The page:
September26, 2012 Edition

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LMH offers new hope for stroke victims

John Bland

As with many of you, I come from a family with a history of strokes. That's the reason I see the great benefit of a new service being offered for stroke victims at Lawrence Memorial Hospital.

Beginning Oct. 1, our hospital is expected to be online with the AR SAVES network at UAMS. Through two-way video equipment, stroke victims who come to our hospital emergency department will be connected live to a vascular neurologist. This specialist will assess the patient, who if found to be a candidate, can be administered a clot-busting drug called t-PA.


With each minute that passes after a stroke, the victim loses brain cells that die due to the lack of blood flow to the affected part of the brain. That's why it is so important to treat the condition as soon as possible. Doctors state that there is a three-hour window after the stroke when the clot-busting drug is most effective. Within minutes of arriving at the hospital, the equipment can be up and running.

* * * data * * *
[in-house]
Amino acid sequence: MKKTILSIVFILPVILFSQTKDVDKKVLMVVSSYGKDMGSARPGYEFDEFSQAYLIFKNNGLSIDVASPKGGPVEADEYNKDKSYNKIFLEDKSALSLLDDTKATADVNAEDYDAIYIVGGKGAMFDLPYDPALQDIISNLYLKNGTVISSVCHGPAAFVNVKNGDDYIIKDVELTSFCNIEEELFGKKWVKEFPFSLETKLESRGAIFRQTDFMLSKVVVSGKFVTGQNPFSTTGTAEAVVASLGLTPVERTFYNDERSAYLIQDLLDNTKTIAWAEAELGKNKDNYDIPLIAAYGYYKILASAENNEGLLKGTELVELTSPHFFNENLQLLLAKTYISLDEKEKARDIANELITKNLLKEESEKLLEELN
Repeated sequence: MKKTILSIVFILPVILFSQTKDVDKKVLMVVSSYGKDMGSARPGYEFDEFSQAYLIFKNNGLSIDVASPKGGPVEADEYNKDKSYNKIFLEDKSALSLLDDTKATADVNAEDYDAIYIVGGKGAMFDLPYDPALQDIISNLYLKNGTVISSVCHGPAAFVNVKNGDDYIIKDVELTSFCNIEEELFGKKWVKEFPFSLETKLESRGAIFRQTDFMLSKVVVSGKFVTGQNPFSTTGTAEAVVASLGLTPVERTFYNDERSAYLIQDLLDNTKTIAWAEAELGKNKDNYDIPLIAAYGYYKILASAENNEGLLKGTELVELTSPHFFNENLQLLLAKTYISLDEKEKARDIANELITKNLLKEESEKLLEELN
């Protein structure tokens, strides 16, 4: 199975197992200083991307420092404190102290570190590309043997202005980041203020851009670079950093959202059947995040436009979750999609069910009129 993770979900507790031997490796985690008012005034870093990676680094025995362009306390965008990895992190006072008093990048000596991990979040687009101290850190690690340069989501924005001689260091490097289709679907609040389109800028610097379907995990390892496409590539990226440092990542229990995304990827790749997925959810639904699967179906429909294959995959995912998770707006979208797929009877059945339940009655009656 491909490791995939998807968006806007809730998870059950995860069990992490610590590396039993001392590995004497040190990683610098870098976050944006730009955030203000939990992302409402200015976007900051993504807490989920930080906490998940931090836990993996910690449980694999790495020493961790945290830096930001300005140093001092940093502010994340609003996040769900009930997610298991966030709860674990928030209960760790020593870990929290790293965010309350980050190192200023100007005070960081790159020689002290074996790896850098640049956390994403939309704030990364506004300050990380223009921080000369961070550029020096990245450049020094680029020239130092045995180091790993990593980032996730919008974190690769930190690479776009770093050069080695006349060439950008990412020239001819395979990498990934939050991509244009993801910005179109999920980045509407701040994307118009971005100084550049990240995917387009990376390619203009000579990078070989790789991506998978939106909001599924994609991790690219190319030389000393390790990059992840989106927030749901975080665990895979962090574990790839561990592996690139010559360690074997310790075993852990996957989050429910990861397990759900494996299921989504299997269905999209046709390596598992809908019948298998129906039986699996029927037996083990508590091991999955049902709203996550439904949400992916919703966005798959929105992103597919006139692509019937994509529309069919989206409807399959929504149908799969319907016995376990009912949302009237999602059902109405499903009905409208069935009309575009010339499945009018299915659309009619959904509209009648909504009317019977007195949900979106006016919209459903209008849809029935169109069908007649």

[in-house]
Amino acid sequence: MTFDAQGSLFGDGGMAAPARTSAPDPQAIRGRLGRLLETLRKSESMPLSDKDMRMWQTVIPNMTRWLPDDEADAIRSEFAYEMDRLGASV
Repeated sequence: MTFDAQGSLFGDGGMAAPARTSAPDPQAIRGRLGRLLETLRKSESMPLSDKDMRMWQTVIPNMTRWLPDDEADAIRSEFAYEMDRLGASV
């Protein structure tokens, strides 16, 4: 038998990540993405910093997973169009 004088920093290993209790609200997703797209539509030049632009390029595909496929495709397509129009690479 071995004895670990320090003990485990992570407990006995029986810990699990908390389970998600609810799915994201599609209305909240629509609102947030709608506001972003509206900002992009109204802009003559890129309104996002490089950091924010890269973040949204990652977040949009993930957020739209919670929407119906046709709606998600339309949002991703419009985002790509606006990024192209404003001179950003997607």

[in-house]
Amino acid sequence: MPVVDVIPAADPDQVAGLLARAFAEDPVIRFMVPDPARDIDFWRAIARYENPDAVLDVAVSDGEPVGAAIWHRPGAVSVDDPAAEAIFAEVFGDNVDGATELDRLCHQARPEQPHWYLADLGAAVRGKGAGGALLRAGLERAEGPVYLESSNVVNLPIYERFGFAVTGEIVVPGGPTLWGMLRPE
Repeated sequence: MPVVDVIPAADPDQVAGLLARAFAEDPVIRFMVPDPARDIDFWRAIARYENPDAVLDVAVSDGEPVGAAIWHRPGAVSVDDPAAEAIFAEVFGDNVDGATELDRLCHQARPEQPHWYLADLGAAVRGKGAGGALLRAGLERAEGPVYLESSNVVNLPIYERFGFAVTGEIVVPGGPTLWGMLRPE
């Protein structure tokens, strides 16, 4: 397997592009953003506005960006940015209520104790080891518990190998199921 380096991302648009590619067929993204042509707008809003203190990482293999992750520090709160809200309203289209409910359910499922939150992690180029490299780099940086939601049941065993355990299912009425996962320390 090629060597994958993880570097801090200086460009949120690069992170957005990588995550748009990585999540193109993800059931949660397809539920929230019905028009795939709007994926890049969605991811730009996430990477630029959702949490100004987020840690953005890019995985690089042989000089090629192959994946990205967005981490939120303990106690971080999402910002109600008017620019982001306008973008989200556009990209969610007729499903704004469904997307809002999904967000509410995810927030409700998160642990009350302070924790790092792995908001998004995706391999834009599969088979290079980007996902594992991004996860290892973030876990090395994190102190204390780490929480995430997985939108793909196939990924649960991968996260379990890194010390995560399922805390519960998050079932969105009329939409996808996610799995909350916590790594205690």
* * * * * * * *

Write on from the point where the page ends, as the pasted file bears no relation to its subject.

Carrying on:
Officials with AR SAVES (Stroke Assistance through Virtual Emergency Support) state that it is vital that stroke victims, and those around them, know the sudden signs of a stroke and act immediately by calling 911 to get to the hospital.

Rick Washam of the University of Arkansas for Medical Sciences and AR SAVES showed me video testimonies of several stroke victims around the state who have benefited from AR SAVES. Ranging in age from 25 to those in their early 90s, the stroke victims made full recoveries, thanks to getting immediate care.

The message I learned from this is to act fast if you or your loved ones show sudden signs of a stroke, and for the best chance of recovery, go to our local hospital for immediate care. Washam explained that 911 patients, who arrive at hospitals via an ambulance, usually get faster care at an emergency department.


Knowing that there is hope for stroke patients takes some of the fear and dread out of the illness. Of course, a high percentage of strokes are preventable by reducing such factors as high blood pressure, heart disease, smoking, diabetes and high cholesterol, but that is subject for another column.

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